Lifestyles: Entertainment

Feb. 26, 2014 @ 03:43 PM

REVIEW: Brazilian dancers, Merzouki work wows

Eleven Brazilian dancers and work by French choreographer Mourad Merzouki wowed a packed Memorial Hall audience Tuesday in a program that showcased a passion for dancing and dance-making. Dancers display great heart, energy, strength and flexibility while Merzouki exhibits his limber imagination and creativity.
This choreographer’s early circus training continues to serve him well, especially in the sense of putting on a show that elicits joy and delight. His work is playful, comic, whimsical. He also creates some dance magic when he figures out how to turn ordinary, clear plastic cups into rain and make dancers appear to have two extra legs.

Feb. 20, 2014 @ 12:14 PM

PlayMakers to perform ‘Love Alone’

The set for PlayMakers Repertory Company’s production of Deborah Salem Smith’s play “Love Alone” contains what scenic designer Lee Savage calls “a wall of windows.” The set also has hanging squares that contain fluorescent lights, and three video screens. All of these design elements are intended to help draw the audience into two different worlds affected by a medical procedure gone wrong – the survivors grieving the loss of a loved one, and the doctors who are being sued for malpractice.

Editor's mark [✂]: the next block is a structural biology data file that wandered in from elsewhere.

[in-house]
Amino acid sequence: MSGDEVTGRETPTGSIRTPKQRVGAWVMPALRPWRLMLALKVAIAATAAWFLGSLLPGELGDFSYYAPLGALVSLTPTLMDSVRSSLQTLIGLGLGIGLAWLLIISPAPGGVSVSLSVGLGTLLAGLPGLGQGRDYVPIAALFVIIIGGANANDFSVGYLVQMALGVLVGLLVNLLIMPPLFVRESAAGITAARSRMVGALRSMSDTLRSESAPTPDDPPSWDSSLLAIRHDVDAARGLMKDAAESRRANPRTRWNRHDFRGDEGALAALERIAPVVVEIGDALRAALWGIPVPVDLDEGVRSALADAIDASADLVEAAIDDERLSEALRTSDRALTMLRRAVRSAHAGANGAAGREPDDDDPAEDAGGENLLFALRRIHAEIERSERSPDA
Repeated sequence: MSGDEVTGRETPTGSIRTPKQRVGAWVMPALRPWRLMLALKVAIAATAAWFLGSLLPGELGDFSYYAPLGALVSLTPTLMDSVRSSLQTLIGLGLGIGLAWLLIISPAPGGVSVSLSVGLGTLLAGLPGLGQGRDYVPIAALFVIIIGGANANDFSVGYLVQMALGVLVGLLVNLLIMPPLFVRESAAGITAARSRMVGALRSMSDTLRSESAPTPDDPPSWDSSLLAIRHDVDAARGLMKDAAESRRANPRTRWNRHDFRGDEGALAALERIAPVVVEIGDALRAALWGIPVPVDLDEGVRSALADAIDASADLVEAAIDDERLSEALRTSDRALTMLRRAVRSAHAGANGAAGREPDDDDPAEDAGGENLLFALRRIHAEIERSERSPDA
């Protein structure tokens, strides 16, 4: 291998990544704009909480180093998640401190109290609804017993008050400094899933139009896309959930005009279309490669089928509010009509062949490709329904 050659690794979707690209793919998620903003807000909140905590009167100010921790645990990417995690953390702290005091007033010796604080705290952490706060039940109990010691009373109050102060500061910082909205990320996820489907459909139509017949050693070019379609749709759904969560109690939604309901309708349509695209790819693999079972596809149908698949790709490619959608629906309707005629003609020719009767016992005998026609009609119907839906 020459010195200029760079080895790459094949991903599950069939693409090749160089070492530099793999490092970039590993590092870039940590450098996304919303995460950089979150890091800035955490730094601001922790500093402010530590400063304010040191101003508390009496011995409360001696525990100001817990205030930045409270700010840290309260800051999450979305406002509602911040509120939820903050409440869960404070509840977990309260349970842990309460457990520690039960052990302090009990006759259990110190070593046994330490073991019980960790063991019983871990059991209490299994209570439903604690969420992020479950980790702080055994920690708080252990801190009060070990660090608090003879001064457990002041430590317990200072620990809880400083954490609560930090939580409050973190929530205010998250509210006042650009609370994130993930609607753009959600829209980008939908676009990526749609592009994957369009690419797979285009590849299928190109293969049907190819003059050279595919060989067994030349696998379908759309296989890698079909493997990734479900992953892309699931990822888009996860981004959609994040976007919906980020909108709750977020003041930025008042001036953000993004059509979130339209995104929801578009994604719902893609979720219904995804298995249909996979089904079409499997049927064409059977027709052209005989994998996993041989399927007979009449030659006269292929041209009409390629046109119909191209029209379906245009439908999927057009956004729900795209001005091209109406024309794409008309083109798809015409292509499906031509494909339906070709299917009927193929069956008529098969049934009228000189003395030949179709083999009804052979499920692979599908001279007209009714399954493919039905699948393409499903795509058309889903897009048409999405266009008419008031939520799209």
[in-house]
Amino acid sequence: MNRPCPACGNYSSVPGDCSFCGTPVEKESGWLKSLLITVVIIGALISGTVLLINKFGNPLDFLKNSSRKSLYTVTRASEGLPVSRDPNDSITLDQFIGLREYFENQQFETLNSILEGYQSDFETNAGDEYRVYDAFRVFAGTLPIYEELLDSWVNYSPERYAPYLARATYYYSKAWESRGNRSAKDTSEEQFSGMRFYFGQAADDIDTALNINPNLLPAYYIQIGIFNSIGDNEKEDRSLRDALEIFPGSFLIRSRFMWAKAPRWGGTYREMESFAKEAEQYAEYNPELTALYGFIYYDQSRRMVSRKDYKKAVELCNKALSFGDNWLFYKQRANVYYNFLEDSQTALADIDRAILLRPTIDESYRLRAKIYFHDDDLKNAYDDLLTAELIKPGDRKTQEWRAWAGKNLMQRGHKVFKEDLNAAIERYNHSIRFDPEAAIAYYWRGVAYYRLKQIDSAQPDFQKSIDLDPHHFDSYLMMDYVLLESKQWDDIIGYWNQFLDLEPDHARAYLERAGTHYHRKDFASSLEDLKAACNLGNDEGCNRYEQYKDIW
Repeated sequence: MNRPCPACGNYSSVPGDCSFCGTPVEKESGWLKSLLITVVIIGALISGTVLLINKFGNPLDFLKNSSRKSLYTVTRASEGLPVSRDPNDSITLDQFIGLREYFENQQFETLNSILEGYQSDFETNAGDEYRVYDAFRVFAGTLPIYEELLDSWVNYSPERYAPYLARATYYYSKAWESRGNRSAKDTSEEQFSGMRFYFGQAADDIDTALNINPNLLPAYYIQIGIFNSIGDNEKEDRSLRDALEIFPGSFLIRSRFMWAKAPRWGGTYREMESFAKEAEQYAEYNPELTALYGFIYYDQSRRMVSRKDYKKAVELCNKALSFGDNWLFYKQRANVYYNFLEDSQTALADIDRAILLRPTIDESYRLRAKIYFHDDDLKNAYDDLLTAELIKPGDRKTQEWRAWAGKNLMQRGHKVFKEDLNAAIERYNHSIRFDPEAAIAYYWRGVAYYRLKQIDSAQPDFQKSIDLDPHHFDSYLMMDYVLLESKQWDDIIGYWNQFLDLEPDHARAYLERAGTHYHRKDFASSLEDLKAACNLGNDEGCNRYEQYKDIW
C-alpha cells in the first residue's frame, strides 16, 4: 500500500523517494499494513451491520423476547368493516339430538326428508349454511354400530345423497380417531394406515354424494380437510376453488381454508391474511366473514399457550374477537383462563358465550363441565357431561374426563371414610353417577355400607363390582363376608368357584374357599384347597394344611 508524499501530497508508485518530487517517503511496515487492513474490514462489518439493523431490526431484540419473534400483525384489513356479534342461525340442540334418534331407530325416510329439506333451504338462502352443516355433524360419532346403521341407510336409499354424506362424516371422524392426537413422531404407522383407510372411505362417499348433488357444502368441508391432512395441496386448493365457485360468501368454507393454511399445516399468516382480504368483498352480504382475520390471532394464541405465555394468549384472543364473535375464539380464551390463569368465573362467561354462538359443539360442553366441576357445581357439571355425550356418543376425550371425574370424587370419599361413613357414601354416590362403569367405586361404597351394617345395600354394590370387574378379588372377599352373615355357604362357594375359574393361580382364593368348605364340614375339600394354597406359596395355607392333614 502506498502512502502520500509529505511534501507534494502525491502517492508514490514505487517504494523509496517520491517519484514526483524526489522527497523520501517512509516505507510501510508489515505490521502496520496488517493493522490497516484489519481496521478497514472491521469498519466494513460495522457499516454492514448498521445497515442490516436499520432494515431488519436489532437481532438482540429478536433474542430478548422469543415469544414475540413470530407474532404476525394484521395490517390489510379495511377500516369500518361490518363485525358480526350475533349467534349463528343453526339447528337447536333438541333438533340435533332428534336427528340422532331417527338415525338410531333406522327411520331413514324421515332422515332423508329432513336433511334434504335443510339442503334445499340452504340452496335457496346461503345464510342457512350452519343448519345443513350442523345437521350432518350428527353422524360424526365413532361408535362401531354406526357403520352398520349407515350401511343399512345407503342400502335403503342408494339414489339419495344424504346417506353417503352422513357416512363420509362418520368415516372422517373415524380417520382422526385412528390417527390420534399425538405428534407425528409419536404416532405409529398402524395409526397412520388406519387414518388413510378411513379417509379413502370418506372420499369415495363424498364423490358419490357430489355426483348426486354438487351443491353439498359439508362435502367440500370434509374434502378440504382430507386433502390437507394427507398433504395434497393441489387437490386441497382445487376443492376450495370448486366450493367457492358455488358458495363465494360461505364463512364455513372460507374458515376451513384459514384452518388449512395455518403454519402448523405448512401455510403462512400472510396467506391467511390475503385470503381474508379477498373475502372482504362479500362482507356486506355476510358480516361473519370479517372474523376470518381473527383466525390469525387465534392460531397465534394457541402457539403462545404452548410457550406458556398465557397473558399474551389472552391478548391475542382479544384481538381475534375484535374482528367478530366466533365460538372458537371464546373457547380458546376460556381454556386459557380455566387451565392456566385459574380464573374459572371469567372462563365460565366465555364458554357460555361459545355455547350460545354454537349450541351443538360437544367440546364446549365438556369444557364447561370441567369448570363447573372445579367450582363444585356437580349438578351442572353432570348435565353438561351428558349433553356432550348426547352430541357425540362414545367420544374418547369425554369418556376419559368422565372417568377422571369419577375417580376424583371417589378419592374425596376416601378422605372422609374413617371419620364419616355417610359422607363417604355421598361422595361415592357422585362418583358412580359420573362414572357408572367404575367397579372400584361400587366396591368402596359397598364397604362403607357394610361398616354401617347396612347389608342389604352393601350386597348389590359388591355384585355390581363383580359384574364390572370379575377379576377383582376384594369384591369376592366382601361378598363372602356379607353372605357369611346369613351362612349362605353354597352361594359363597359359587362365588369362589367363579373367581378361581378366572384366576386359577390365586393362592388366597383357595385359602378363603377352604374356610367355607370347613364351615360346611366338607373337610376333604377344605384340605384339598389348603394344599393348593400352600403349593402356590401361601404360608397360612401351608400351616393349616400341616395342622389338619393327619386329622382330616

There are no “evil doctors’ in Salem Smith’s play, said director Vivienne Benesch. “What’s important about the play is that it’s not black and white,” she said. “Love Alone” follows the lives of the patients and doctors in a malpractice suit and becomes “a very beautiful, personal play about dealing with grief and forgiveness,” Benesch said.

Feb. 20, 2014 @ 10:16 AM

Opening the West to Japanese prints

In 1854 Commodore Matthew Perry of the United States Navy sailed into Edo Harbor and demanded that the Japanese open their gates to the West and they did. There are many explanations why the Shoguns opened up trade to this American when they had closed their country to foreign influence for more than 200 years. The history of Japan at this moment in time is beyond the scope of this column, but the results of this incident, especially those that affected Western art, reached halfway around the world and were a key influence in the development of modern art.